Bishops’ Pro-Life Helmsman
Tom Grenchik, new executive director of the U.S. bishops’ Secretariat for Pro-Life Activities, is a former architect. Now he’s designing a plan to win the battle for life.
Tom Grenchik is an architect, but he isn’t building houses.
Rather Grenchik, who studied architecture at the University of Maryland, is designing a national blueprint to fight assaults on the sanctity of life. Since January, he has served as the executive director of the Secretariat for Pro-Life Activities of the U.S. Conference of Catholic Bishops.
Prior to his role with the bishops’ conference, Grenchik served as the founding director of the Pro-Life Office for the Archdiocese of Washington, D.C.
He spoke with Register senior writer Tim Drake from his office in Washington.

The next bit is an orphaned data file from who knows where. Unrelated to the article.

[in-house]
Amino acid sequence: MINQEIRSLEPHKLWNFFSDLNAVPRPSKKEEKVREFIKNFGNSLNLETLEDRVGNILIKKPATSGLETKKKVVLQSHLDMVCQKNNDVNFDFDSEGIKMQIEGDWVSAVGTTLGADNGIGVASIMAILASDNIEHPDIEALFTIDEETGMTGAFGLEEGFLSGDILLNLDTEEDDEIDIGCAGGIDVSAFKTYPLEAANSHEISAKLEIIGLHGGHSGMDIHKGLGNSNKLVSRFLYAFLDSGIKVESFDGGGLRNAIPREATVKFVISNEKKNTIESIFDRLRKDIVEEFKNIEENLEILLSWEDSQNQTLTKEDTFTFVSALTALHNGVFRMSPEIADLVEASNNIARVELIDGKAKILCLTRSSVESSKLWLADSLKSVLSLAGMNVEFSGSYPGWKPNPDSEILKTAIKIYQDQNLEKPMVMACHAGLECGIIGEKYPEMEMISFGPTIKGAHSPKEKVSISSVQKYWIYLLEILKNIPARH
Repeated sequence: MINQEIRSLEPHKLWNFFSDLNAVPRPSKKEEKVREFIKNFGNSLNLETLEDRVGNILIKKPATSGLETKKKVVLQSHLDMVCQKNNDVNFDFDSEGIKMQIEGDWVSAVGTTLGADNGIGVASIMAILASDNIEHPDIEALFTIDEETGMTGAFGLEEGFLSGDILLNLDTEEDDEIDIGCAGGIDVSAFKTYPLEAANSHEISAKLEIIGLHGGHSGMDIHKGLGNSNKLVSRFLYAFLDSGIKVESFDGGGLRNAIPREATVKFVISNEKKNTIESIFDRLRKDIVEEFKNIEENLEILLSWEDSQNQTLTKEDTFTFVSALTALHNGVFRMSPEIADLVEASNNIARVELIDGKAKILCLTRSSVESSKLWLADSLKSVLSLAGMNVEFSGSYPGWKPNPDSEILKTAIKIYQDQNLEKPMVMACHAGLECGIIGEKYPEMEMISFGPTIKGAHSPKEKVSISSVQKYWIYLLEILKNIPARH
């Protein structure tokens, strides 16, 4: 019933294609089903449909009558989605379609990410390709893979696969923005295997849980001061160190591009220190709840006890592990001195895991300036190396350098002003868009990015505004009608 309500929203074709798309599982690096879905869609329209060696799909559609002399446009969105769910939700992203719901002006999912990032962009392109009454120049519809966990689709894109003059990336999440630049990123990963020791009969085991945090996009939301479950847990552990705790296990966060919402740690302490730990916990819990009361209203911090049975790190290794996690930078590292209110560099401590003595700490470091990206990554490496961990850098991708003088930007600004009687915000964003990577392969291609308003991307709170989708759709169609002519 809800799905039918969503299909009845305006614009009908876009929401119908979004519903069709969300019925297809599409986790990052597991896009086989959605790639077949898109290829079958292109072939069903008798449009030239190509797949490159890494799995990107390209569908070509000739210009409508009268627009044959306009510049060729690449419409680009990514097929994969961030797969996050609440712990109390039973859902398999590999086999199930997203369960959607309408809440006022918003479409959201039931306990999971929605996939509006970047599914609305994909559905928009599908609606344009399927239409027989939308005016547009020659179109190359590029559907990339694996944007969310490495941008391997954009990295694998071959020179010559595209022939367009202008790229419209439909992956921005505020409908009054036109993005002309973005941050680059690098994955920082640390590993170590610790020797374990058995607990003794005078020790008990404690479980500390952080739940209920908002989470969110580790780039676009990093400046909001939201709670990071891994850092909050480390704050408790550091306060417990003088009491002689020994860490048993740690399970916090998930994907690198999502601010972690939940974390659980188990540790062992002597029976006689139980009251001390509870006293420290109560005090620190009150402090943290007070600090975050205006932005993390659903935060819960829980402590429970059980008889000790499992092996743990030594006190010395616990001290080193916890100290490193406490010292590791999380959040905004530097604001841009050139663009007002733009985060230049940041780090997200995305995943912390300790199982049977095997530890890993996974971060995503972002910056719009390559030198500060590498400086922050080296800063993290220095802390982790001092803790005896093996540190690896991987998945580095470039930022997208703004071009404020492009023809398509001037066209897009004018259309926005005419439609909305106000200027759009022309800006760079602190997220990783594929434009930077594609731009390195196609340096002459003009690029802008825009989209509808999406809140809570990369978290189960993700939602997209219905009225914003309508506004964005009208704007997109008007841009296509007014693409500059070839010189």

How did you get involved in the pro-life movement?
I was born in Chicago, but grew up in Maryland. My family moved there when I was five and we still live in Maryland. I was the oldest of three children, with one brother and one sister. My mother was a stay-at-home mom. My dad was an electrical engineer.
We grew up in a loving Catholic home. Everyone is still Catholic. The faith has always been an important part of our lives. It’s been a continual memory. My parents were great examples to us. My dad always sang in the choir. My mom was always involved in pro-life work, so they got us involved in those kinds of things.
I was 13 at the time of Roe v. Wade in 1973. I remember that my mother was very upset about it and started volunteering at a pregnancy center. That’s all we would hear about from Mom. We all agreed, but rolled our eyes and said, “Yeah, yeah, yeah.” Needless to say, Mom was a big influence. But, it wasn’t until getting married that my wife and I got involved in volunteering work.